What is Occupational Therapy?
As Occupational Therapists (OTs) our primary focus is to maximize a person(s) independence with their "occupations" or their activities of daily living while helping with their daily routine to ensure that the child is optimizing throughout their day.
Some of the areas of occupation that we focus on include but are not limited to:
What is the Occupational Therapy Process?
After a referral, we will schedule an appointment to perform an Evaluation
Develop a customized treatment plan based on realistic, evidence based goals
We offer clinical based, telehealth*, or home health* treatments in order to achieve the tailored goals
Monitor Progress and Update goals, Perform Reevaluation, or discharge when it is possible to graduate from services
* Restrictions may apply
When should I reach out to an Occupational Therapist?
You should likely involve an Occupational Therapist if your child has concerns in any of the following areas:
Gross motor: Poor balance, weak core, poor upper and lower body coordination, difficulty with maintaining posture, fatigues easily, has a difficult time with navigating the environment if obstacles are around.
Sensory Processing/Behaviors: Has poor regulation, difficulty with transitions, aggressive behaviors, appears clumsy, poor attention, sleep disturbances, poor body awareness, difficulty with making friends, tantrums and meltdowns.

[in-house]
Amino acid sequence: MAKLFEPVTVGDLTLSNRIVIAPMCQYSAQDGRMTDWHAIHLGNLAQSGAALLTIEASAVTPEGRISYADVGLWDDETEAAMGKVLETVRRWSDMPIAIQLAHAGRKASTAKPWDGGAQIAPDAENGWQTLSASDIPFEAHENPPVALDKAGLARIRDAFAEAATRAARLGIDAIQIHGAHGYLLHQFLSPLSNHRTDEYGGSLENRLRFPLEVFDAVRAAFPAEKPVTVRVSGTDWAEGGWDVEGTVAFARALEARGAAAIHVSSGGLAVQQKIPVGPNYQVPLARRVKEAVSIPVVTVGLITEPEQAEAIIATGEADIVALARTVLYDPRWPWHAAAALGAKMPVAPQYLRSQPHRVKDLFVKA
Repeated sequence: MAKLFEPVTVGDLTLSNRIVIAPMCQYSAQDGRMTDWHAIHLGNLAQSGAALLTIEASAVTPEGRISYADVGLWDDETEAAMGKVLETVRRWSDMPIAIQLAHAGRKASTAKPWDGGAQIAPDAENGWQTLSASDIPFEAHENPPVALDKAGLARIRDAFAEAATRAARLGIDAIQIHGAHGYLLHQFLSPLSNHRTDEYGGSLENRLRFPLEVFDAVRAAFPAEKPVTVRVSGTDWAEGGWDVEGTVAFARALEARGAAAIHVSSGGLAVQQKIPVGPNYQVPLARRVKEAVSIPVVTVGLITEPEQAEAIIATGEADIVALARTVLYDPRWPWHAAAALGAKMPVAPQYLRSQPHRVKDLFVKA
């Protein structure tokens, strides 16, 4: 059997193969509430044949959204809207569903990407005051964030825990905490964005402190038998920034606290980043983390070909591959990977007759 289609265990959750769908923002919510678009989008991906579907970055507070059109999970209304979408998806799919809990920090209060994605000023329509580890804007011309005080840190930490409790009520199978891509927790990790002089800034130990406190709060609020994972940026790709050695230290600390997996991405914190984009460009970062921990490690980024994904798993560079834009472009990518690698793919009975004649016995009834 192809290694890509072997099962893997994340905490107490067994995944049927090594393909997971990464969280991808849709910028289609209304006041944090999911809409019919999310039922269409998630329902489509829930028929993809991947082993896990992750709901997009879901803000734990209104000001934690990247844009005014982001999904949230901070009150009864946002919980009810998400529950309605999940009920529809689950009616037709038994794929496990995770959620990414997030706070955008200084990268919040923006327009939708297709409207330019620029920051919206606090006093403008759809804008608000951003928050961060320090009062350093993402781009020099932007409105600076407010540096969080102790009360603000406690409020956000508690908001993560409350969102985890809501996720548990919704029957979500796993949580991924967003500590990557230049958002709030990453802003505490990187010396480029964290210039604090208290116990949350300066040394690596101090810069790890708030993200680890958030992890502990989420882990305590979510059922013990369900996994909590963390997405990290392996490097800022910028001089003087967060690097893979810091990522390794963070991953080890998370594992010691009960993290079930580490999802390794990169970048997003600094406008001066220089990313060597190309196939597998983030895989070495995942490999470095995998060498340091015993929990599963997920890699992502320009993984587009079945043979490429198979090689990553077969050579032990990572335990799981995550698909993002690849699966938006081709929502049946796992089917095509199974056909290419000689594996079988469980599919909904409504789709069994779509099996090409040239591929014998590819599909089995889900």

Oral Motor/Feeding: Prolonged eating, loses liquid when drinking, fussy during meal times, refuses to eat, eats fast, coughing, choking or appears stressed during meal times, difficulty with nursing and or bottle feeding, limited acceptance of different textures.
Fine Motor/Visual Motor: Difficulty with grasping, unable to tie shoes, unable to manipulate blocks or puzzles, poor hand writing skills, unable to pinch small items, difficulty with copying simple shapes or other sentences, unable to hold scissors or other utensils.
Activities of Daily Living (ADLs/IADLs): Teeth Brushing, Hair Brushing, Hand Washing, Dressing, General Hygiene, Toileting, Washing Face, Meal Preparation, Safety in Community, Appropriate Social Interaction, Social Participation, Sweeping/Cleaning, Bathing
(This is a general list. Always reach out to a professional if you have any concerns even if it is not listed)
Does My Child Qualify for OT?
Many children can qualify for OT services. In fact, Occupational Therapists are able to offer services to any child that either has a diagnosis or disorder that is causing some sort of impairment in their daily life or is simply struggling with certain aspects of their daily life.
We are able to provide therapy services for the below concerns and more:
Autism Spectrum Disorder
Sensory Processing Disorder
Picky Eating/Oral Motor Delays